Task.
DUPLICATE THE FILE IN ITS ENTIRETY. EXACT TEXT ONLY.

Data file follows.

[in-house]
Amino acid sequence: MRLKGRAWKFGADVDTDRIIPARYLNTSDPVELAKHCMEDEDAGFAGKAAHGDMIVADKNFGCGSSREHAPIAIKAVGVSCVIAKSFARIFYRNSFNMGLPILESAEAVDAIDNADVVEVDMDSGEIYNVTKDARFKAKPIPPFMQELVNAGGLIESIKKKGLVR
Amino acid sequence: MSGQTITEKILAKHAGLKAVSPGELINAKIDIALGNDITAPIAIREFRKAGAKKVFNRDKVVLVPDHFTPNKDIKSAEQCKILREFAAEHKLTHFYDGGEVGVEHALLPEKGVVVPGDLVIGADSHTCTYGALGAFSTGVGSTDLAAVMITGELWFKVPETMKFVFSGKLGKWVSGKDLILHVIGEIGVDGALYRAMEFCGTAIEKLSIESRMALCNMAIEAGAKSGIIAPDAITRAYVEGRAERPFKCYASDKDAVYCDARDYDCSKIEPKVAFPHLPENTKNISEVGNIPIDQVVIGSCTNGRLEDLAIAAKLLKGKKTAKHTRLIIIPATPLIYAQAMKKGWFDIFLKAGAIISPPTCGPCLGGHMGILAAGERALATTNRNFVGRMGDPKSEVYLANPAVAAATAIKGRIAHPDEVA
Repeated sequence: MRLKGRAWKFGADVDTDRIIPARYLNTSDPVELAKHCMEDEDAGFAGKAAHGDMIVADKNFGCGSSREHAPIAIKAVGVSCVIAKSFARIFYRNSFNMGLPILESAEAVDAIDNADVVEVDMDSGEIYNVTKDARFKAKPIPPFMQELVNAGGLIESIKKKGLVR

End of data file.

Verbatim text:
[in-house]
Amino acid sequence: MRLKGRAWKFGADVDTDRIIPARYLNTSDPVELAKHCMEDEDAGFAGKAAHGDMIVADKNFGCGSSREHAPIAIKAVGVSCVIAKSFARIFYRNSFNMGLPILESAEAVDAIDNADVVEVDMDSGEIYNVTKDARFKAKPIPPFMQELVNAGGLIESIKKKGLVR
Amino acid sequence: MSGQTITEKILAKHAGLKAVSPGELINAKIDIALGNDITAPIAIREFRKAGAKKVFNRDKVVLVPDHFTPNKDIKSAEQCKILREFAAEHKLTHFYDGGEVGVEHALLPEKGVVVPGDLVIGADSHTCTYGALGAFSTGVGSTDLAAVMITGELWFKVPETMKFVFSGKLGKWVSGKDLILHVIGEIGVDGALYRAMEFCGTAIEKLSIESRMALCNMAIEAGAKSGIIAPDAITRAYVEGRAERPFKCYASDKDAVYCDARDYDCSKIEPKVAFPHLPENTKNISEVGNIPIDQVVIGSCTNGRLEDLAIAAKLLKGKKTAKHTRLIIIPATPLIYAQAMKKGWFDIFLKAGAIISPPTCGPCLGGHMGILAAGERALATTNRNFVGRMGDPKSEVYLANPAVAAATAIKGRIAHPDEVA
Repeated sequence: MRLKGRAWKFGADVDTDRIIPARYLNTSDPVELAKHCMEDEDAGFAGKAAHGDMIVADKNFGCGSSREHAPIAIKAVGVSCVIAKSFARIFYRNSFNMGLPILESAEAVDAIDNADVVEVDMDSGEIYNVTKDARFKAKPIPPFMQELVNAGGLIESIKKKGLVR